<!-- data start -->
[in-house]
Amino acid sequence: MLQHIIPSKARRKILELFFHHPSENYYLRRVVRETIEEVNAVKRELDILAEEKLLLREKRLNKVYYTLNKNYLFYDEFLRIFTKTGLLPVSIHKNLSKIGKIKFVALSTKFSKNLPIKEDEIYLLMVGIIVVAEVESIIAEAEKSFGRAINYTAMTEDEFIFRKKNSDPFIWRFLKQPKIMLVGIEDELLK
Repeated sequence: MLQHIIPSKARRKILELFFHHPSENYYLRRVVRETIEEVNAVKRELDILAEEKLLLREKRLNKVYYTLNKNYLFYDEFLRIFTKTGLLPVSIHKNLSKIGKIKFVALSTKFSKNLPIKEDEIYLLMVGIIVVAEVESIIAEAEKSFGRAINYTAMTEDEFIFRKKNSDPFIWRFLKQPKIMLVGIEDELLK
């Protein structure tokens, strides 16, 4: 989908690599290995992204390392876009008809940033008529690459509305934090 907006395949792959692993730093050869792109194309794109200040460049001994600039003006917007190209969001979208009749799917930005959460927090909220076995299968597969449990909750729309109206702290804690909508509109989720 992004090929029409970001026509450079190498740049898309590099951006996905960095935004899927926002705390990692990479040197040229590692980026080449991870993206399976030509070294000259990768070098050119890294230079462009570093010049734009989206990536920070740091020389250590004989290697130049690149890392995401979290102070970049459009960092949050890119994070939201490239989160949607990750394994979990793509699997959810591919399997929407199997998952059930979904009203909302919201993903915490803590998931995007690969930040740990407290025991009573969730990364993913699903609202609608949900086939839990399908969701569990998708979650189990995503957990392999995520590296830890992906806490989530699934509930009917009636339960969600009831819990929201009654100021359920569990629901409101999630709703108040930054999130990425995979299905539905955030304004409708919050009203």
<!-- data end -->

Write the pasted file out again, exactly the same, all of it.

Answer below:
[in-house]
Amino acid sequence: MLQHIIPSKARRKILELFFHHPSENYYLRRVVRETIEEVNAVKRELDILAEEKLLLREKRLNKVYYTLNKNYLFYDEFLRIFTKTGLLPVSIHKNLSKIGKIKFVALSTKFSKNLPIKEDEIYLLMVGIIVVAEVESIIAEAEKSFGRAINYTAMTEDEFIFRKKNSDPFIWRFLKQPKIMLVGIEDELLK
Repeated sequence: MLQHIIPSKARRKILELFFHHPSENYYLRRVVRETIEEVNAVKRELDILAEEKLLLREKRLNKVYYTLNKNYLFYDEFLRIFTKTGLLPVSIHKNLSKIGKIKFVALSTKFSKNLPIKEDEIYLLMVGIIVVAEVESIIAEAEKSFGRAINYTAMTEDEFIFRKKNSDPFIWRFLKQPKIMLVGIEDELLK
């Protein structure tokens, strides 16, 4: 989908690599290995992204390392876009008809940033008529690459509305934090 907006395949792959692993730093050869792109194309794109200040460049001994600039003006917007190209969001979208009749799917930005959460927090909220076995299968597969449990909750729309109206702290804690909508509109989720 992004090929029409970001026509450079190498740049898309590099951006996905960095935004899927926002705390990692990479040197040229590692980026080449991870993206399976030509070294000259990768070098050119890294230079462009570093010049734009989206990536920070740091020389250590004989290697130049690149890392995401979290102070970049459009960092949050890119994070939201490239989160949607990750394994979990793509699997959810591919399997929407199997998952059930979904009203909302919201993903915490803590998931995007690969930040740990407290025991009573969730990364993913699903609202609608949900086939839990399908969701569990998708979650189990995503957990392999995520590296830890992906806490989530699934509930009917009636339960969600009831819990929201009654100021359920569990629901409101999630709703108040930054999130990425995979299905539905955030304004409708919050009203």